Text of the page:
Marseille’s Friche Belle de Mai

Marseille’s year as European capital of culture has come and gone. But in the north of the city, an extraordinary cultural and urban experiment begun more than twenty years ago continues.

Friche Belle de Mai is far from the Vieux Port, the historic Panier district that draws tourists from around the world, and the spanking new cultural facilities designed by famous architects. But if you are visiting Marseille and are interested in seeing a living place that reflects the true pulse of the city, this should be your first priority.


To find Friche Belle de Mai, you will need to go to the quite downtrodden working-class neighborhood of Belle de Mai , north of Gare Saint-Charles. There, tucked away along the railway tracks, you will find a large complex of industrial buildings.

The buildings used be a tobacco factory, then were left abandoned for years. The reuse of the complex for cultural purposes began in 1992, at the initiative of Philippe Foulquié, founder of the Massalia Puppet Theater. Today, after what can only have been a long adventure with many ups and downs, the site comprises close to 500,000 square feet of space, houses 70 organizations, and holds 500 events each year that draw 150,000 people.



The complex houses a vast array of cultural facilities, including a  huge multipurpose space (Le plateau), a theater (La Cartonnerie), plentiful exhibition spaces, a lively restaurant, a bookshop, a set of multi-color modular building units acting as temporary offices, a pre-school and a community garden.

The architecture is refreshingly unselfconscious, giving Friche Belle de Mai a rough but real beauty. The interventions are systematically simple and pragmatic, focused on making the place useable, rugged, and to code. There are no grand gestures beyond what the pre-existing buildings themselves suggested. As a result, it is a place where everyone can feel comfortable, where – unlike many cultural institutions built with enormous budgets – no one feels intimidated by the place itself.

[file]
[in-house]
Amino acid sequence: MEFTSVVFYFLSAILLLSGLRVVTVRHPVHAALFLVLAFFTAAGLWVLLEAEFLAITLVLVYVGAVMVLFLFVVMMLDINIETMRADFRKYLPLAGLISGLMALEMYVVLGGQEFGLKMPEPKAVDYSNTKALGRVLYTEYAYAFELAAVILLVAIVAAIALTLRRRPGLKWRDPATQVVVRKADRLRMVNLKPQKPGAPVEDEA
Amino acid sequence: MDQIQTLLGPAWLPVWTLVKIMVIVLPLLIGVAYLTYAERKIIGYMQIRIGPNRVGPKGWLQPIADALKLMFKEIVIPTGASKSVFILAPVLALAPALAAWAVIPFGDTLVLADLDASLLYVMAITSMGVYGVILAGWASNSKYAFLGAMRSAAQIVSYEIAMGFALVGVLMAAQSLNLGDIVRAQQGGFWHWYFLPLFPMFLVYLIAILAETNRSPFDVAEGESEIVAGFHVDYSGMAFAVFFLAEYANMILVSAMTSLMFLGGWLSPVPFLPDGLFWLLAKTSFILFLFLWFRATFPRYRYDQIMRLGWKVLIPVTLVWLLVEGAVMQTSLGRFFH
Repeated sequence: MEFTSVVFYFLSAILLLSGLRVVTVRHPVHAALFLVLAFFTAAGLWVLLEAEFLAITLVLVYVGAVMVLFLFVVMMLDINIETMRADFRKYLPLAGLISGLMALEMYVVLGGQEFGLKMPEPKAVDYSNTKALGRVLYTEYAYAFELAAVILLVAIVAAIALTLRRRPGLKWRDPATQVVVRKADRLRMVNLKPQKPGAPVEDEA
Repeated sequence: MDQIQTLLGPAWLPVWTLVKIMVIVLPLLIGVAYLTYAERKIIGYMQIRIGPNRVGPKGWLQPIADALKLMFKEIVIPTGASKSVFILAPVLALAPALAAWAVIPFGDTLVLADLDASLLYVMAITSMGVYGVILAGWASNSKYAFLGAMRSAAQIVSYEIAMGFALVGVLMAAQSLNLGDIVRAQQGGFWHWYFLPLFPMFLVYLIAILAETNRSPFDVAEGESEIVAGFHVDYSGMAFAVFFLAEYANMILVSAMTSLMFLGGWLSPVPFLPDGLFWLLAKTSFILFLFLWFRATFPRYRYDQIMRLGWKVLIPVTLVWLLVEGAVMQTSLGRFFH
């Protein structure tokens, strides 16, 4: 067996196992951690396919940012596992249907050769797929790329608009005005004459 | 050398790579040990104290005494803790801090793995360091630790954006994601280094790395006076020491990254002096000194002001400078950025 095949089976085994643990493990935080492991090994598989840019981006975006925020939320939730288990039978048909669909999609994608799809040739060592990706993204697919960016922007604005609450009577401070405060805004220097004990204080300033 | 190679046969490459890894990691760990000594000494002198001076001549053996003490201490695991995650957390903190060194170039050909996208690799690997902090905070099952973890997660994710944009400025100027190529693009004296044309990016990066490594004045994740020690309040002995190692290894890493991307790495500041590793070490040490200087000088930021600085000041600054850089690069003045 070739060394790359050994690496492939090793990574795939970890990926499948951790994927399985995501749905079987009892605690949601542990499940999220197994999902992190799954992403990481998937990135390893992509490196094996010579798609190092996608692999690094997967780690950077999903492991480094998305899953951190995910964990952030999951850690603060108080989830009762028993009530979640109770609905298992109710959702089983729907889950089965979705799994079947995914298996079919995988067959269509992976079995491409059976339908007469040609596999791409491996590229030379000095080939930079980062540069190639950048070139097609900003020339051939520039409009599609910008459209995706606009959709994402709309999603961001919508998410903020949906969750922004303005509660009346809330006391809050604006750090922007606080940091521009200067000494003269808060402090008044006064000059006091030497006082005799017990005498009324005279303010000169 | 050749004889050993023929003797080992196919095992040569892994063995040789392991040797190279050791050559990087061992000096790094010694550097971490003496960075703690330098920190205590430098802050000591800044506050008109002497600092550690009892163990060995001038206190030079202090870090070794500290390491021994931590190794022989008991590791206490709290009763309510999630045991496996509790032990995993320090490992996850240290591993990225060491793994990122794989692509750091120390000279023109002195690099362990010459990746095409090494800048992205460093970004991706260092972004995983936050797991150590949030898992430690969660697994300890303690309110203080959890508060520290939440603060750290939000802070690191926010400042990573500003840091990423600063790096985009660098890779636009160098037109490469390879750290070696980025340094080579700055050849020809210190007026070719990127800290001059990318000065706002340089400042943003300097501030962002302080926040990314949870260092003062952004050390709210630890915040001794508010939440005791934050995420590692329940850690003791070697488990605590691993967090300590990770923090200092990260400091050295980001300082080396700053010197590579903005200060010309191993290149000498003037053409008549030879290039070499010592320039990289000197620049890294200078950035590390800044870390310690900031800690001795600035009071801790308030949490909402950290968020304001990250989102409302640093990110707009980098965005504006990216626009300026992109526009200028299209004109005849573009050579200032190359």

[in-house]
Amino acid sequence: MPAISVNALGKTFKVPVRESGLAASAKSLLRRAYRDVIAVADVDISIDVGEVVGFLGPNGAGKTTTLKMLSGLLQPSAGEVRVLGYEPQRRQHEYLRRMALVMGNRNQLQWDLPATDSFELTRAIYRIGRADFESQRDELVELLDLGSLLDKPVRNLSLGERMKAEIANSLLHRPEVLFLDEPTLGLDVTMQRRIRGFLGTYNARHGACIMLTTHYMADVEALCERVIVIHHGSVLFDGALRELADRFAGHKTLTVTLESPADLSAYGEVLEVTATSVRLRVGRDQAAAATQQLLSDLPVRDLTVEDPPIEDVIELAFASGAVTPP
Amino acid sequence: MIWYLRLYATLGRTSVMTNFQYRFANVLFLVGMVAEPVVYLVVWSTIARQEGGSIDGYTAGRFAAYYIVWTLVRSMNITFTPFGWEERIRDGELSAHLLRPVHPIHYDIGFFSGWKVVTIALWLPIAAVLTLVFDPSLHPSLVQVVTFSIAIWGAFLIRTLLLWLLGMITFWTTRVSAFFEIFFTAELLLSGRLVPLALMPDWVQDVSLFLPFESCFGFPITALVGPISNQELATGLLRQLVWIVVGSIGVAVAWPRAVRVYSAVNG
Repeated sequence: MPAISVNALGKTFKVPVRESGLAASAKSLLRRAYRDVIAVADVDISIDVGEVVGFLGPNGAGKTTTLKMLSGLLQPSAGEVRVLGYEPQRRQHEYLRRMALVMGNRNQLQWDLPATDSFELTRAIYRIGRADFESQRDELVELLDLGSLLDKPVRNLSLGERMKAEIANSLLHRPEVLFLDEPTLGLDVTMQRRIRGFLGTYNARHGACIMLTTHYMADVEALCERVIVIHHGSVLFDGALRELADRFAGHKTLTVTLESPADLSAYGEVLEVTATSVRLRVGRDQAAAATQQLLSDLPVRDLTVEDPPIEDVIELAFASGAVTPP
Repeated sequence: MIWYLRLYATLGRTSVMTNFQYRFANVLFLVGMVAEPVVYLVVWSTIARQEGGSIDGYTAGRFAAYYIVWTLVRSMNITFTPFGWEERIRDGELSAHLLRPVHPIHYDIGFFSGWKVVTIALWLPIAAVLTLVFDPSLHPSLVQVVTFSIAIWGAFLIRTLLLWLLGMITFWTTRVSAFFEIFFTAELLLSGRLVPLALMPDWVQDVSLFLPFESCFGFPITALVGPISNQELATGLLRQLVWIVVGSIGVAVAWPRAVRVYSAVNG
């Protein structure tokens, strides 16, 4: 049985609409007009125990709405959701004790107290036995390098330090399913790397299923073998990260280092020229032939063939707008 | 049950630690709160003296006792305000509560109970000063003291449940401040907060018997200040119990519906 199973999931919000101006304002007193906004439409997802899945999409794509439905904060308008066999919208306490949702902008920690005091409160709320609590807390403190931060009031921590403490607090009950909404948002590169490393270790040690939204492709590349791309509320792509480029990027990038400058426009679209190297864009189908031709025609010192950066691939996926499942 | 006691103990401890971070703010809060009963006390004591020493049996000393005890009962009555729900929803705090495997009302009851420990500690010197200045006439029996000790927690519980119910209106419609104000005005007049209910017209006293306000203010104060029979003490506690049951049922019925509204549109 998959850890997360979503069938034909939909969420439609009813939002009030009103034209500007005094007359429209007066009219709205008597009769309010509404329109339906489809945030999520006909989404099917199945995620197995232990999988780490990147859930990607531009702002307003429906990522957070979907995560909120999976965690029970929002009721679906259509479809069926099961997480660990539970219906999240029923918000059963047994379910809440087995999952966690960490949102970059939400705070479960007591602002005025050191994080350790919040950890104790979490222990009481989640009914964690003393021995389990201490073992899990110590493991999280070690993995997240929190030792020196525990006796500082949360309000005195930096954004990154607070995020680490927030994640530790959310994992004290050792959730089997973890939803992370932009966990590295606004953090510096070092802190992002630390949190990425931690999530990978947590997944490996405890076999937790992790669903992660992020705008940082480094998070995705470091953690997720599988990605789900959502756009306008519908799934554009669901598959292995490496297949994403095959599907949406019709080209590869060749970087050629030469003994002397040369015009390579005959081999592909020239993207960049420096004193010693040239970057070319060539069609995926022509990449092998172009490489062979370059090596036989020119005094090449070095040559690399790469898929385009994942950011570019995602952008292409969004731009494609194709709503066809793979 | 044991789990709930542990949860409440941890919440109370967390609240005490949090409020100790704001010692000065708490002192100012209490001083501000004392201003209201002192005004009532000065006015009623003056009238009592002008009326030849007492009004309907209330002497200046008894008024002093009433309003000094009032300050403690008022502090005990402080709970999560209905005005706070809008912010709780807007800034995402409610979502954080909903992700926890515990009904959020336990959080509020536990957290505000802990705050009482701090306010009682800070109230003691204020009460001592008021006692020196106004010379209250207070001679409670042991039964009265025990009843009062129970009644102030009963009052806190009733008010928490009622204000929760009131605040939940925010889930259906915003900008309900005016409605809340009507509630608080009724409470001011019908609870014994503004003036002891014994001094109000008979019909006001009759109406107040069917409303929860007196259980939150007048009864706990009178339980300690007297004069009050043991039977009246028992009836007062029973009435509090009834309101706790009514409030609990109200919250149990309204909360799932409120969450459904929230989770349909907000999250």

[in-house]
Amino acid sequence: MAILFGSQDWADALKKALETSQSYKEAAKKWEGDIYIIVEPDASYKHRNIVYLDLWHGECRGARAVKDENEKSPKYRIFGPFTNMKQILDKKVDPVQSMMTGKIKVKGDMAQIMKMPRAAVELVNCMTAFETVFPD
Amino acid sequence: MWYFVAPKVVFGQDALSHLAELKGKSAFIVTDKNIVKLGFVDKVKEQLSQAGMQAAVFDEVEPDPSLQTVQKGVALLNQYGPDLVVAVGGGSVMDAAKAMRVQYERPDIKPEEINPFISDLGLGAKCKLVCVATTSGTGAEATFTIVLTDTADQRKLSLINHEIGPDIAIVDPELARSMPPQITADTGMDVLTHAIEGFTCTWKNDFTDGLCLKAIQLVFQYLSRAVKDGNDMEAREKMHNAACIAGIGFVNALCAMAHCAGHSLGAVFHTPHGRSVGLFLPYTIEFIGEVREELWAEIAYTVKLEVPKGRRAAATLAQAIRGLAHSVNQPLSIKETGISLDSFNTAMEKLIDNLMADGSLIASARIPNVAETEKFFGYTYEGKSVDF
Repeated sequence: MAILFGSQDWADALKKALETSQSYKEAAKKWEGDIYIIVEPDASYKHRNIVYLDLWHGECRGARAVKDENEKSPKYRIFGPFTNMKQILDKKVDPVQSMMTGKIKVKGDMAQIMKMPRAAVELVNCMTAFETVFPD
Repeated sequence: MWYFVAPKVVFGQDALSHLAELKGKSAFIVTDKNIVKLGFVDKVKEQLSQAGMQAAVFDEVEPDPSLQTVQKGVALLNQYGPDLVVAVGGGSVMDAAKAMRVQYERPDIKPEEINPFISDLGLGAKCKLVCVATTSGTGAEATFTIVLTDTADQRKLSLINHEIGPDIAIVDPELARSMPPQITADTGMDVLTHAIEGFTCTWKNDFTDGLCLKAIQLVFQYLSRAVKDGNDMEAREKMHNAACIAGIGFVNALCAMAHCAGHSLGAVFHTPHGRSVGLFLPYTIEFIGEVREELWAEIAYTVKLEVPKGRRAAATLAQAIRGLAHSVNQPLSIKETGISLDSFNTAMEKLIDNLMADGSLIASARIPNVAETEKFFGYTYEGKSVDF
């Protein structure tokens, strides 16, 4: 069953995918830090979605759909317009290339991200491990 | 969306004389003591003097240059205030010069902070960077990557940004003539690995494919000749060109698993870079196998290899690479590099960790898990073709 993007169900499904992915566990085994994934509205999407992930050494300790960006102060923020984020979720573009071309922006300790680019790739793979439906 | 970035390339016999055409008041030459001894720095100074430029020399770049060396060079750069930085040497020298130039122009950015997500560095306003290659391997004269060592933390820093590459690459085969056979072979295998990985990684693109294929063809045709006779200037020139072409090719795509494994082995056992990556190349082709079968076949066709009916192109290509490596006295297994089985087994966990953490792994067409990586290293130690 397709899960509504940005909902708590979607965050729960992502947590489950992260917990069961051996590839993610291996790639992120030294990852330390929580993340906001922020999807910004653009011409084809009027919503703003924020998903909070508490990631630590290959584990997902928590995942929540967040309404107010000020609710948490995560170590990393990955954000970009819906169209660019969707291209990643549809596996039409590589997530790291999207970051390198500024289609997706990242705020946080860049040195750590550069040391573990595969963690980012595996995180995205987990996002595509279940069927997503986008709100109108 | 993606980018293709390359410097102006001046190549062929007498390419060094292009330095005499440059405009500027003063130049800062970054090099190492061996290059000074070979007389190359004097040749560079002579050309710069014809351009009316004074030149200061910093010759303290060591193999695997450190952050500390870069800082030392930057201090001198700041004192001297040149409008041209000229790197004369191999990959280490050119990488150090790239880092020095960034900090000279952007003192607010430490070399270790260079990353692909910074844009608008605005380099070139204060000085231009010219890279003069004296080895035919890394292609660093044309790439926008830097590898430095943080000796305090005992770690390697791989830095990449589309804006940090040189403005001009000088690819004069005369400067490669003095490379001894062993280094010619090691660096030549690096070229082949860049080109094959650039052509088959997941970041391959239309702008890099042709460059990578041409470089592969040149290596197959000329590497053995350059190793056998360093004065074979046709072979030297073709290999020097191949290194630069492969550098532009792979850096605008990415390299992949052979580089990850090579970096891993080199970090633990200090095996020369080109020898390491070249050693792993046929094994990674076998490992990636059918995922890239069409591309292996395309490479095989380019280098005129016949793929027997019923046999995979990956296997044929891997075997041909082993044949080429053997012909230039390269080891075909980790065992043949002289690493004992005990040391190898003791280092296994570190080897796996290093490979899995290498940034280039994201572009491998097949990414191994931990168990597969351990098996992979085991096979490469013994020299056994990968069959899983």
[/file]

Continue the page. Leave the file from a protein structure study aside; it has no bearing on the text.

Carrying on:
Friche Belle de Mai maintains a vigorous program of events, spanning a broad range from art and architecture exhibitions to film, photography, theater, performance art and spoken word.

Unexpectedly, it is currently dedicating a cycle of events to Baroque Art. Another space is housing an exhibition dedicated to architect Rudy Ricciotti, on loan from the Cité de l’Architecture et du Patrimoine in Paris. American artist Erika Vogt occupies one of the contemporary art spaces. The web site gives a sense of the breadth and energy of the programming.

A skate park, with a food and drink stand and, during my visit, a live DJ working the turntables, provides for good animation and a pleasant diversity of people.

A huge roof terrace provides a generous space to walk and play with a lovely view over Marseille.

Unfortunately, the Friche does not seem to have had much of an effect on the adjacent neighborhood – not that artist-led gentrification would necessarily represent progress. Nevertheless, one cannot help but be struck by the state of neglect of the places in such close proximity with a complex that over time has benefitted from much investment – of people’s energies and affections even more than funds.

Friche Belle de Mai is certainly a place not to be missed when in Marseille, and we can only wish that this initiative will bring many good things to the city and its people.